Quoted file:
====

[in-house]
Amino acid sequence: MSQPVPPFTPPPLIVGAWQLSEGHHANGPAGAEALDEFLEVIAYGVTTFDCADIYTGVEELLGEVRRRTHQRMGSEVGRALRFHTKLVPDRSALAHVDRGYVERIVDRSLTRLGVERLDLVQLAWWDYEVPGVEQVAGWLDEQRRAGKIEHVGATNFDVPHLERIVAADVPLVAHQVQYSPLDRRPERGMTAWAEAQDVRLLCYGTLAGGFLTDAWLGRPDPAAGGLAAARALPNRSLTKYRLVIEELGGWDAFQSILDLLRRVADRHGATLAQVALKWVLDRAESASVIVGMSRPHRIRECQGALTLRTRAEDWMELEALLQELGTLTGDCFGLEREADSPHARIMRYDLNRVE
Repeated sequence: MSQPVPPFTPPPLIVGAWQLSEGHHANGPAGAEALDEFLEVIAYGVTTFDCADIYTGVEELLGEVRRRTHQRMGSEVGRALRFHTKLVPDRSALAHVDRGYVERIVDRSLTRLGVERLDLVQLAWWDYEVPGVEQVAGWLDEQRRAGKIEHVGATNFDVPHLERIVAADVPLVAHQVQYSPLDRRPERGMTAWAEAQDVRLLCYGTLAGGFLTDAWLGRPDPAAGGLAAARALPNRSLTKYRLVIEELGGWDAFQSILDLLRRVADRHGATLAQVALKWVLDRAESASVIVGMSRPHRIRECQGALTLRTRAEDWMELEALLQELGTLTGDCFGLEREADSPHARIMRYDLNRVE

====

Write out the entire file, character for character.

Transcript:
[in-house]
Amino acid sequence: MSQPVPPFTPPPLIVGAWQLSEGHHANGPAGAEALDEFLEVIAYGVTTFDCADIYTGVEELLGEVRRRTHQRMGSEVGRALRFHTKLVPDRSALAHVDRGYVERIVDRSLTRLGVERLDLVQLAWWDYEVPGVEQVAGWLDEQRRAGKIEHVGATNFDVPHLERIVAADVPLVAHQVQYSPLDRRPERGMTAWAEAQDVRLLCYGTLAGGFLTDAWLGRPDPAAGGLAAARALPNRSLTKYRLVIEELGGWDAFQSILDLLRRVADRHGATLAQVALKWVLDRAESASVIVGMSRPHRIRECQGALTLRTRAEDWMELEALLQELGTLTGDCFGLEREADSPHARIMRYDLNRVE
Repeated sequence: MSQPVPPFTPPPLIVGAWQLSEGHHANGPAGAEALDEFLEVIAYGVTTFDCADIYTGVEELLGEVRRRTHQRMGSEVGRALRFHTKLVPDRSALAHVDRGYVERIVDRSLTRLGVERLDLVQLAWWDYEVPGVEQVAGWLDEQRRAGKIEHVGATNFDVPHLERIVAADVPLVAHQVQYSPLDRRPERGMTAWAEAQDVRLLCYGTLAGGFLTDAWLGRPDPAAGGLAAARALPNRSLTKYRLVIEELGGWDAFQSILDLLRRVADRHGATLAQVALKWVLDRAESASVIVGMSRPHRIRECQGALTLRTRAEDWMELEALLQELGTLTGDCFGLEREADSPHARIMRYDLNRVE